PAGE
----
Cannabis Advertising in Uncertain Times

Cannabis Advertising in Uncertain Times

I had the unique opportunity to interview Darran Bruce, President of Cannadvertising, who’s mission is to inform his clients on the legality of advertising in the cannabis industry to ensure they are executing the best marketing campaign.


Q: Thanks for taking the time to answer some questions. You recently spoke at the MJBA panel discussion in Washington last week, what were some of the primary takeaways?

A: First off I would like to thank Dave and Morgan at the Marijuana Business Association, for inviting me to take part in such a wonderful event. The primary takeaway was education; educating not only the “Cannabusiness” community, but the public at large. There are many misconceptions surrounding the industry and only by educating the local governments and communities can we begin to change the way people think about cannabis.

Q: You carry the ‘fear torch’ when it comes to cannabis advertising, so what should we be afraid of?

A: Lol, The ‘fear torch’…I would say I carry the “correct information torch” that informs not only Cannabusinesses but also community leaders and the public. A person or company is allowed to exercise their rights under the First Amendment to advertise their business. The pitfall, however, is that many of these new entrepreneurs in the cannabis industry are going to face issues when they try to work with major companies like Google, Bing, GoDaddy, and Facebook, because of their terms and conditions that prevent “illegal activity” on their sites. They will continue to shut down any “illegal activity” without warning or recourse.

Q: Hosting providers can cancel service without warning?!

A: Yes this is 100% true. We have listed most of the major companies that have terms and conditions regarding illegal activity. You can find out more information by clicking this link. Methods of advertising that are allowed under the First Amendment are also listed on our site.

Q: You mention on your site that there are very few options available for safe advertising, so how is it that we’re still seeing cannabis ads on channels that are vehemently opposed to cannabis?

A: The reason why we are seeing cannabis ads, cannabis related websites, Facebook pages, etc. is because these businesses are “flying under the radar.” If someone were to report them, the company that is providing the hosting or service would investigate the issue and see if it fell under the guidelines of their terms and conditions. One of our mission statements at Cannadvertising is to “do the best we can to inform our clients about all possible scenarios, whether the information is positive or negative.”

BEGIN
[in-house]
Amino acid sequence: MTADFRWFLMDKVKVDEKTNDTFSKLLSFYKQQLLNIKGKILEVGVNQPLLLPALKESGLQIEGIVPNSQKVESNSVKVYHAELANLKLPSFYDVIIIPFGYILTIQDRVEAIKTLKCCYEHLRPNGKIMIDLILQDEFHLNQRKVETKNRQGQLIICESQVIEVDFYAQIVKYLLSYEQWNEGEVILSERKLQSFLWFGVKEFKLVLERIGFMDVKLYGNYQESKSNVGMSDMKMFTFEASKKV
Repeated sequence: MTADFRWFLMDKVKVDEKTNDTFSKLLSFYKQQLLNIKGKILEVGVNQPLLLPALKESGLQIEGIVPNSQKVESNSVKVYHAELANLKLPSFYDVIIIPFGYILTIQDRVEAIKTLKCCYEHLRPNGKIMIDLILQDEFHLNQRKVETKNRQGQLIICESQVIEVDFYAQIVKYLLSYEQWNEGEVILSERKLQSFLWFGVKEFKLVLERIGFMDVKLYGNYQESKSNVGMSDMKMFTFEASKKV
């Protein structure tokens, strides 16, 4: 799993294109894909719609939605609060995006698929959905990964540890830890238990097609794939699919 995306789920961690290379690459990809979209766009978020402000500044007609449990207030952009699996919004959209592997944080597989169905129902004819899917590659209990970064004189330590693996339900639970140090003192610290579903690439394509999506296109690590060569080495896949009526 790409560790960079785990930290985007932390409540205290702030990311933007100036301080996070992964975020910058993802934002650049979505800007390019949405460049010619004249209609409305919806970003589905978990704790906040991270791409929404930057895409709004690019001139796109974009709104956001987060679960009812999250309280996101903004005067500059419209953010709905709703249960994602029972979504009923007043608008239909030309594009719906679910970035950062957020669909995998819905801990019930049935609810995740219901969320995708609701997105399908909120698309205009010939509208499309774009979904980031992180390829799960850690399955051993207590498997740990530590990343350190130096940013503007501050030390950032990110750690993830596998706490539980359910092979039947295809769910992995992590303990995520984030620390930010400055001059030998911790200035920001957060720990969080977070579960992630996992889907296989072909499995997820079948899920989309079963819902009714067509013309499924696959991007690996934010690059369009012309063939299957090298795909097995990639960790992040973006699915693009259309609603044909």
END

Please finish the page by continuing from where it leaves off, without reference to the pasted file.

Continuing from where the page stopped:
Q: What if I link to websites that have to do with cannabis? Does that mean I’m promoting illegal activity? After all, we only sell products that could be used for cannabis.

A: That is an interesting question, one that I have not yet been able to answer conclusively because there seem to be shades of gray. What we have seen in the movie and music industry is a push to shut down websites that have links to copy written material that is infringing on the copyright. If a website has a link pointing to a site containing illegal activity, then logic stands that the website providing the link should also be prosecuted as well. One way the search engines rate a website is by “link backs.” These are links that point back to a website, so the more you have, the higher your ranking. This is part of a comprehensive search engine optimization (SEO) strategy. Page rank is another part of SEO. Search engines rate your website from one to ten based on a number of factors. If a website is found to be doing illegal activity, then the search engine can assign a negative page rank so that a website does not show up organically. Once this happens, it is almost impossible to reverse these effects. You might as well get a new domain and start over again. So if you are a legitimate website that is practicing legal activity, and you have links on your site pointing to a site with illegal activity, could your website be affected by this? For now, only Google and Bing can answer that.


Q: What’s your take on cannabis advertising over the next five years? How many of us do you think will still be standing after the storm clears?

A: Until cannabis becomes federally legal, about 85% of what a Cannabusiness can do to advertise won’t be allowed. I believe we are going to see some really creative concepts come out of this and I’m sure we’ll also see court cases. Take Colorado, for example. High Times Magazine and a local Colorado newspaper have already fought two First Amendment battles and High Times won the first case. My guess is that they will win the second as well. Those businesses that survive the first five years will have a sound marketing plan, team of seasoned advisors, an attorney, accountant, etc., and will practice within the guidelines of US law. The Small Business Administration states that 98% of businesses fail within the first two years for two reasons: lack of planning and a lack of working capital. I have seen hundreds of thousands of dollars wasted because the owners thought they knew what they were doing without any sound plan. My advice to any entrepreneur is the seven P’s: Proper Prior Planning Prevents Piss Poor Performance.


You can learn more about Darran’s agency on his site: